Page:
Non-Disclosure Agreements and their practical limitations

Limits of Reliance on Non-Disclosure Agreements

Businesses will, from time to time, desire to disclose confidential information. This typically arises when an acquisition or disposition is being contemplated, although it can also arise as part of other types of contractual arrangements such as the manufacturing arrangements requiring the disclosure of proprietary information.

When such situations arise the parties should definitely enter into a Non-Disclosure Agreement often referred to as an "NDA"; however care should be taken not to place too much reliance upon an NDA.

First, the NDA typically includes the following exclusions from confidential information being protected: (i) entered the public domain without receiving party's breach of any obligation owed disclosing party; or (ii) became known to Receiving Party prior to disclosing Party's disclosure of such information to receiving party; or (iii) became known to receiving party from a source other than disclosing party other than by the breach of an obligation of confidentiality owed to disclosing party, or (iv) was independently developed by receiving party without reference to confidential information and such independent development is adequately documented.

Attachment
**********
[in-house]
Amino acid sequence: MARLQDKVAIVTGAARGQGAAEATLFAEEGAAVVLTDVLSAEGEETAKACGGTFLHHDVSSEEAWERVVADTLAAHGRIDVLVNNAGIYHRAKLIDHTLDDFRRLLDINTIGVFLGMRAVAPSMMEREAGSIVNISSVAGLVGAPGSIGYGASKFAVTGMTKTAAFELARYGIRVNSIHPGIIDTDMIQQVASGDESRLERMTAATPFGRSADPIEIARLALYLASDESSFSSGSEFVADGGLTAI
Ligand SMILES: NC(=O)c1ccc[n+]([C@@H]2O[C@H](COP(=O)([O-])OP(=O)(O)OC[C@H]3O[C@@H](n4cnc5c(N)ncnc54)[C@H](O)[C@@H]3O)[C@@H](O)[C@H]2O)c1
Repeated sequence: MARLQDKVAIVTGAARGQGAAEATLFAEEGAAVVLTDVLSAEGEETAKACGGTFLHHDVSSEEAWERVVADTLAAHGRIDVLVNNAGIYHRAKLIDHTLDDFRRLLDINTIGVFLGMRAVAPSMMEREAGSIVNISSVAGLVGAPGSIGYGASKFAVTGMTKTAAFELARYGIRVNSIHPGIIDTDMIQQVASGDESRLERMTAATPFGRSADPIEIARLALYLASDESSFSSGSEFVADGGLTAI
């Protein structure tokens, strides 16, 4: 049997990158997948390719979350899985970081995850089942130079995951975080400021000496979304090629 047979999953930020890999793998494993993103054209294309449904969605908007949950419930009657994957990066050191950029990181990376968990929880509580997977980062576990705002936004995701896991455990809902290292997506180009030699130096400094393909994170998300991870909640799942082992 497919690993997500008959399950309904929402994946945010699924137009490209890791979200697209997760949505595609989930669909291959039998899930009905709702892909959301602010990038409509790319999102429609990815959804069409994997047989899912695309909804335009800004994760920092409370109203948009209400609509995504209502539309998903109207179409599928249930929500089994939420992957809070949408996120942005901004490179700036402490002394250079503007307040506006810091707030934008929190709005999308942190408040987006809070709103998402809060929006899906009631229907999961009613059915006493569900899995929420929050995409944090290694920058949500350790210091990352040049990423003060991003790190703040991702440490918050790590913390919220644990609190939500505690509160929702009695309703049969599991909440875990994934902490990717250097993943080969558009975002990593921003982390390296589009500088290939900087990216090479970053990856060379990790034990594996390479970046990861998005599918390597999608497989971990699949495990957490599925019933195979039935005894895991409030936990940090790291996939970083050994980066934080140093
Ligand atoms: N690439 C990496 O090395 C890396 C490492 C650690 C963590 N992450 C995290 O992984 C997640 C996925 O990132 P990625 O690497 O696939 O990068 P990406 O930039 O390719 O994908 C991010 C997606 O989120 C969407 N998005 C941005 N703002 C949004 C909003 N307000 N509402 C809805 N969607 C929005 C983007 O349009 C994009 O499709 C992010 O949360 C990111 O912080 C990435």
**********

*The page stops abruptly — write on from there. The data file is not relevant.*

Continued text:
The receiving party may attempt to apply one or more of these exemptions from the NDA to make use of the confidential information.

Second, courts have failed to enforce an NDA when the receiving party demonstrated that the disclosing party had not adequately protected the confidentiality of the information to qualify as a trade secret. See n Closures, Inc. v. Block & Co. v. Block and Co., Inc., Case Nos. 13-3906 & 14-1097 (7th Cir. December 22, 2014)(Seventh Circuit applying Illinois law). For the full opinion, please click here.

Third, it can be very difficult to prove that the receiving party disclosed the information to a third party.

Lastly, while an NDA will typically provide for injunctive relief (i.e. a court order preventing future disclosure), a company seeking monetary compensation for the disclosure will have to establish economic damages (i.e. money lost). That, as a practical matter, is difficult.

The bottom line is if you are disclosing confidential information, you should get an NDA, but be careful what is disclosed. Critical information should either not be disclosed, or the disclosure should be carefully limited so as to make copying and transmission practically impossible.

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